Now you may be saying to yourself something along the lines of… sleep is impossible when you have kids, or sleep is a luxury when you have a work schedule like mine, or I don’t have time to sleep because work or family is more important. These are all understandable, but this way of thinking is also the reason why heart disease is the leading cause of death in the United States. If you are not well, then you can’t take care of the responsibilities and people you want to take care of. Try to change your paradigm; it is not selfish to make time for sleep and healthy habits since your long-term health directly affects the lives of others.
Creating a healthy bedtime routine can help you get more sleep each night. Start by setting an actual bed time each night to strive for. Figure out what time you have to wake up in the morning to get ready for the day. Take that time and subtract seven hours. The resulting time will be your bedtime goal. Set an alarm two hours before this time each day to remind you to start winding down the day before your bedtime. Turn down the lights, finish up any evening tasks, and perhaps diffuse some lavender essential oil, since research shows that this essential oil can help improve sleep quality. Also, as bedtime approaches, turn off screens such as televisions, phones, or tablets. This is because research shows that screen use before bed stimulates the optic nerve and tells the brain it is daytime – increasing the risk of poor sleep quantity and quality.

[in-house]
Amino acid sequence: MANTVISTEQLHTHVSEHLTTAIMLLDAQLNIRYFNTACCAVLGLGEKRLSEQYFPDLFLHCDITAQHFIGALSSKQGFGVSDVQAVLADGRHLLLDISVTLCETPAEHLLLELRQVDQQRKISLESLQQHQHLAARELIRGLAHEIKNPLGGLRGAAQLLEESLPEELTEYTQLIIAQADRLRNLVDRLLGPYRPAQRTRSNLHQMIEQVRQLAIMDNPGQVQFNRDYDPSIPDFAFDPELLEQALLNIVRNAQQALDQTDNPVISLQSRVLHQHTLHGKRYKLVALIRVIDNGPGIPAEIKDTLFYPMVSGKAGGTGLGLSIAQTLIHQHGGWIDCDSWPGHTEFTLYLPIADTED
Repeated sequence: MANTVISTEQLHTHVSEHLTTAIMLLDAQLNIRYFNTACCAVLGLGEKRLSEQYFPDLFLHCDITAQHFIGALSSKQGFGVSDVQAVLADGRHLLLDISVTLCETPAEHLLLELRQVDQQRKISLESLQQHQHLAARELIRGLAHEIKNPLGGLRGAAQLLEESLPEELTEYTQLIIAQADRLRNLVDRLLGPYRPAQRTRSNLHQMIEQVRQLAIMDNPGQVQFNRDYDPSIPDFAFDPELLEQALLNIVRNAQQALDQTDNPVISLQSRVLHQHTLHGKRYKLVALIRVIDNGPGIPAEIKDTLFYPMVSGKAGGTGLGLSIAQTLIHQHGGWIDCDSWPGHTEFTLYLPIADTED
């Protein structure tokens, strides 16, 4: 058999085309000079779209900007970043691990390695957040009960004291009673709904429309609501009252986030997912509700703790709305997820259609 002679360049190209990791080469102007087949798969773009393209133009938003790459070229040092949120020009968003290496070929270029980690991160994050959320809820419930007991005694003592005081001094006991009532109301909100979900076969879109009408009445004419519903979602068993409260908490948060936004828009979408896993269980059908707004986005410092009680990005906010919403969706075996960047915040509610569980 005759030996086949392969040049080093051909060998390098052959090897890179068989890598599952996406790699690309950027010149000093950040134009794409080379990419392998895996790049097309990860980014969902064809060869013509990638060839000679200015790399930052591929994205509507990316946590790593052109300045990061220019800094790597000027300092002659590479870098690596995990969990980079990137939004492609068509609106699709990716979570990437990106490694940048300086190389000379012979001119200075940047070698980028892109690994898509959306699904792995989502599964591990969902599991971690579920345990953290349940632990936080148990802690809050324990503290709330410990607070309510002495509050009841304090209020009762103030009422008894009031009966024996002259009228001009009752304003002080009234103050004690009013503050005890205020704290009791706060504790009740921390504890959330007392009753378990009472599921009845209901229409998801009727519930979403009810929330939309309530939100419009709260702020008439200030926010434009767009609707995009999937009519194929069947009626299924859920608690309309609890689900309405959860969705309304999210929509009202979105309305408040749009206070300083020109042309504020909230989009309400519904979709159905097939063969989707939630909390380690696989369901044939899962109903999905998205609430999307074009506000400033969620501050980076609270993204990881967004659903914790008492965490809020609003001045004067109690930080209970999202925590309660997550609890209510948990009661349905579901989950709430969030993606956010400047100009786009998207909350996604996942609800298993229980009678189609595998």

It may take time to make your bedtime routine a regular thing, so don’t expect to fall into a healthy sleep routine overnight. However, just like with any behavior or habit, consistent reinforcement will eventually lead to a regular habit. If you have trouble sleeping, you may need to visit your doctor for a sleep supplement like melatonin or other sleep medicine to help you sleep. If you snore, it may also be beneficial to ask about having a sleep study done to see if your sleep quality may be affected by a condition like sleep apnea.
Lists were already mentioned when it comes to food planning, but lists can also be used to organize and simplify the rest of your life too. Lists can be a lifesaver when it comes to saving time and money. For example, if you go to the grocery store without a list, you can end up buying things you don’t need and spending a lot more money than you need to... not to mention that you might forget something if you don’t write it down.